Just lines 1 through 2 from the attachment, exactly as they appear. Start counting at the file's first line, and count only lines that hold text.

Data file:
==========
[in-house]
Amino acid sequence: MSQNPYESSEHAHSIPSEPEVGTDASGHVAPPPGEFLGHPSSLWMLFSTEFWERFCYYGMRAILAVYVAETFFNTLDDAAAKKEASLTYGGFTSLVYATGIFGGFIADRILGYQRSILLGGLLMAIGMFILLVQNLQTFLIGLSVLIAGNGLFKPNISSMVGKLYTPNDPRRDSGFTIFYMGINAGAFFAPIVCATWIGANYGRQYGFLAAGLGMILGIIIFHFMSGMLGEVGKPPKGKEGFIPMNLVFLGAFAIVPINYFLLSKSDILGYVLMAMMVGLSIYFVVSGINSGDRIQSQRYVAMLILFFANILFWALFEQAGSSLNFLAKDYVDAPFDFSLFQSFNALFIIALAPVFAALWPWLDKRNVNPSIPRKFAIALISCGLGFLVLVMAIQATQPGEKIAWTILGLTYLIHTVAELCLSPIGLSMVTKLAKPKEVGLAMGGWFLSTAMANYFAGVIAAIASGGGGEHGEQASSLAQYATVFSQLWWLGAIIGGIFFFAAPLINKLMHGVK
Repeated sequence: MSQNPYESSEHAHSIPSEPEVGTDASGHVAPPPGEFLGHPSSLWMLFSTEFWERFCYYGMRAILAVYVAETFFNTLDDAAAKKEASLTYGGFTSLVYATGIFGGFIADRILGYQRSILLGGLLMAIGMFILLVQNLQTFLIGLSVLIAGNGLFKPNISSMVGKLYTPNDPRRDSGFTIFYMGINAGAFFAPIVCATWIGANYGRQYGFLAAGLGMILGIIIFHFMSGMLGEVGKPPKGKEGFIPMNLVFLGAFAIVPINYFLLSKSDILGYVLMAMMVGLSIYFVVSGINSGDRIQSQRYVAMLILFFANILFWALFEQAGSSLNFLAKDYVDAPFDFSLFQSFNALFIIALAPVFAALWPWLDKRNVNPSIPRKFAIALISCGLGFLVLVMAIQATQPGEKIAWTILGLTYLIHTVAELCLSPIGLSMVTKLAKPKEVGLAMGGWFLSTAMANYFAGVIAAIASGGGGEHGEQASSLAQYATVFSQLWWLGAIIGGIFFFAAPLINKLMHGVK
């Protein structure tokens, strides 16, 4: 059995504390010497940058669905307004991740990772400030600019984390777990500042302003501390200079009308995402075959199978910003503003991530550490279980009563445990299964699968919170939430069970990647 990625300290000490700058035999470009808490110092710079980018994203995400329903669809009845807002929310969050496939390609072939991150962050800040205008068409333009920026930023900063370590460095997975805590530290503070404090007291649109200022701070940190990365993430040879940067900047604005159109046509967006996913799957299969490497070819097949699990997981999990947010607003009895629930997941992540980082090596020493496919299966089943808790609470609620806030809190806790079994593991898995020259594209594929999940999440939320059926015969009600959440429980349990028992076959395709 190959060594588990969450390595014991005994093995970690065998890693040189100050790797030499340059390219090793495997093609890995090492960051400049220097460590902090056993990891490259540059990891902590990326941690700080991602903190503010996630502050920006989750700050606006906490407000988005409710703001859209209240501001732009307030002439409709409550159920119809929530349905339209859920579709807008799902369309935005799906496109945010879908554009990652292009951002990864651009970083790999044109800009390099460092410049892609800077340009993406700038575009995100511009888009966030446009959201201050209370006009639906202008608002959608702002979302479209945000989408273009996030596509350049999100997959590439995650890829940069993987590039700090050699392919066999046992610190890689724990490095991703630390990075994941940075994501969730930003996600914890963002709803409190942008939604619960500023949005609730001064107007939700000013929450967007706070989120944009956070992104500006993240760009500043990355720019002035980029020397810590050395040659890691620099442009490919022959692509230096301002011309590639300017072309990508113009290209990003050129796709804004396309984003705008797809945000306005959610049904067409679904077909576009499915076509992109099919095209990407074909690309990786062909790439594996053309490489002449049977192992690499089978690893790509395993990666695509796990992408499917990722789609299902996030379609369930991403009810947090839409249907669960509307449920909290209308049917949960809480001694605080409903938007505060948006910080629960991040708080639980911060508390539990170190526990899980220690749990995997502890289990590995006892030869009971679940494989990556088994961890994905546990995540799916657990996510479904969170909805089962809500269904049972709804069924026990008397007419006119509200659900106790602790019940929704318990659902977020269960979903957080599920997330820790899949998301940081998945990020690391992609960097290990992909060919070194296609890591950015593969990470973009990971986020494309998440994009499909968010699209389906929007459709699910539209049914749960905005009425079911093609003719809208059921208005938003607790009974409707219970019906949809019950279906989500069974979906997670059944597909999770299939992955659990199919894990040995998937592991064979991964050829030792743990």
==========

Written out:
[in-house]
Amino acid sequence: MSQNPYESSEHAHSIPSEPEVGTDASGHVAPPPGEFLGHPSSLWMLFSTEFWERFCYYGMRAILAVYVAETFFNTLDDAAAKKEASLTYGGFTSLVYATGIFGGFIADRILGYQRSILLGGLLMAIGMFILLVQNLQTFLIGLSVLIAGNGLFKPNISSMVGKLYTPNDPRRDSGFTIFYMGINAGAFFAPIVCATWIGANYGRQYGFLAAGLGMILGIIIFHFMSGMLGEVGKPPKGKEGFIPMNLVFLGAFAIVPINYFLLSKSDILGYVLMAMMVGLSIYFVVSGINSGDRIQSQRYVAMLILFFANILFWALFEQAGSSLNFLAKDYVDAPFDFSLFQSFNALFIIALAPVFAALWPWLDKRNVNPSIPRKFAIALISCGLGFLVLVMAIQATQPGEKIAWTILGLTYLIHTVAELCLSPIGLSMVTKLAKPKEVGLAMGGWFLSTAMANYFAGVIAAIASGGGGEHGEQASSLAQYATVFSQLWWLGAIIGGIFFFAAPLINKLMHGVK